HOLLYWOOD—I did not like the 1992 film “Candyman.” I thought it was a massive disappoint in the horror realm. There was nothing spooky about it and just fell flat to me. The new remake at the helm of writer Jordan Peele I thought would be interesting, especially after the initial teaser from last year. However, the 2021 version of “Candyman” is no better than the 1992 classic.
This new version truly focuses on an urban legend tactic to craft its narrative. Everyone wants to share this tale about this spooky figure who if you say his name five times in a mirror he appears and murders you with his hook. Here’s a thought that is so simple and people might say is crazy, just don’t say his name five times in a mirror. If you don’t say Candyman guess what he can’t kill you! It is like use some logic and some sense and you might save yourself in the process people.
The story focuses on Anthony (Yahya Abdul-Mateen II), a struggling artist looking for inspiration for his next masterpiece. He learns about the mythical legend from the brother of his girlfriend Brianna (Teyonah Parris), who happens to be an art gallery director. Anthony receives the entire truth about Candyman from William Burke (Colman Domingo), a resident of the Cabrini-Green neighborhood that has completely been run to shambles. Mateen’s performance is subtle, but effective, but we truly don’t see the spiral that the movie teases of a character that is normal, but completely unravels as a result of his desire to dig for the truth about the legend. There could have been so much more fleshed out in my opinion that did not take place.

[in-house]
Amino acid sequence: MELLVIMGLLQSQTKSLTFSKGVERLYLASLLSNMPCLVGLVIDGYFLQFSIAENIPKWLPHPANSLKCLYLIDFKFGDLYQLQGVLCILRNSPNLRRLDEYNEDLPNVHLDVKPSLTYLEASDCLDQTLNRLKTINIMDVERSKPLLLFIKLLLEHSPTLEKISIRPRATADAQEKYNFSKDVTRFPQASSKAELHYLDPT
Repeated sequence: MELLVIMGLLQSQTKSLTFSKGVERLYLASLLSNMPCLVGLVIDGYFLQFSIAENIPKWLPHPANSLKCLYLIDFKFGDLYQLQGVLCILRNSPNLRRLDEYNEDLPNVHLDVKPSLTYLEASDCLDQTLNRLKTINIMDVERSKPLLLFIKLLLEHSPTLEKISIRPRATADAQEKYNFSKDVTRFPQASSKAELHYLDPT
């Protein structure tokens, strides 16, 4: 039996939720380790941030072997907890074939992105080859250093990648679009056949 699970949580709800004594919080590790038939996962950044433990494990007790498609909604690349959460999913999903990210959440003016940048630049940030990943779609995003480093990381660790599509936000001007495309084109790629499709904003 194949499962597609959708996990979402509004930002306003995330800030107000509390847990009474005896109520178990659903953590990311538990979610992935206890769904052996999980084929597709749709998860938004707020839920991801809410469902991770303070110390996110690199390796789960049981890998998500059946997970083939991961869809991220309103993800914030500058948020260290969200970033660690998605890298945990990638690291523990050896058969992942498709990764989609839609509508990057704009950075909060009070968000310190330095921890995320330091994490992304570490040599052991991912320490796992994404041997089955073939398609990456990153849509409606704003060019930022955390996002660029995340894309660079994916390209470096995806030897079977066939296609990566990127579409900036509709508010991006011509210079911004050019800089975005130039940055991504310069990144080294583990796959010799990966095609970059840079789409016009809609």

The audience is given a bit of a back tale on the iconic horror figure that was wrongly killed and as a result those who say his name pay the ultimate price as a result. Peele attempts to blend this horror with the element of race and police brutality and that is where I am lost. I get the relevance and while it was so potent in 2020 and I think would have resonated even more last year than this year, it just doesn’t feel finished for me. You can largely make the argument that all the victims in the film are White, there is one Black victim, but it didn’t take place in the presence, but I don’t know if I can make the argument that fully justifies that element of the story. There is a sense of mystery the film does absolutely well and that is a direct result of Peele’s script and the direction of Nia DaCosta.
DaCosta does a terrific job of doing something we don’t see often in horror. Less is more. You don’t see the graphic violence that has become a motif in old school and modern day horror. DaCosta plays with that element very well where we know something horrific is about to happen, but we don’t see all the gory details. One such scene transpires in that bathroom where a group of college girls decide to summon Candyman and play a deadly price as a result. We see glimpses of the mayhem in a makeup mirror and it is so chilling, and effective.
The movie really focuses so intently on Candyman and as result a lot of the characters in the movie don’t have much of a presence or serve a purpose if I’m being honest. The ending I thought was predictable and anticlimactic and I just wanted more. I didn’t have sleepless nights after watching “Candyman” I just moved on with my day as if I watched a movie that took up a bit of time, it was nothing spectacular. So it proves yet again reboots are nowhere near coming close to dethroning the original.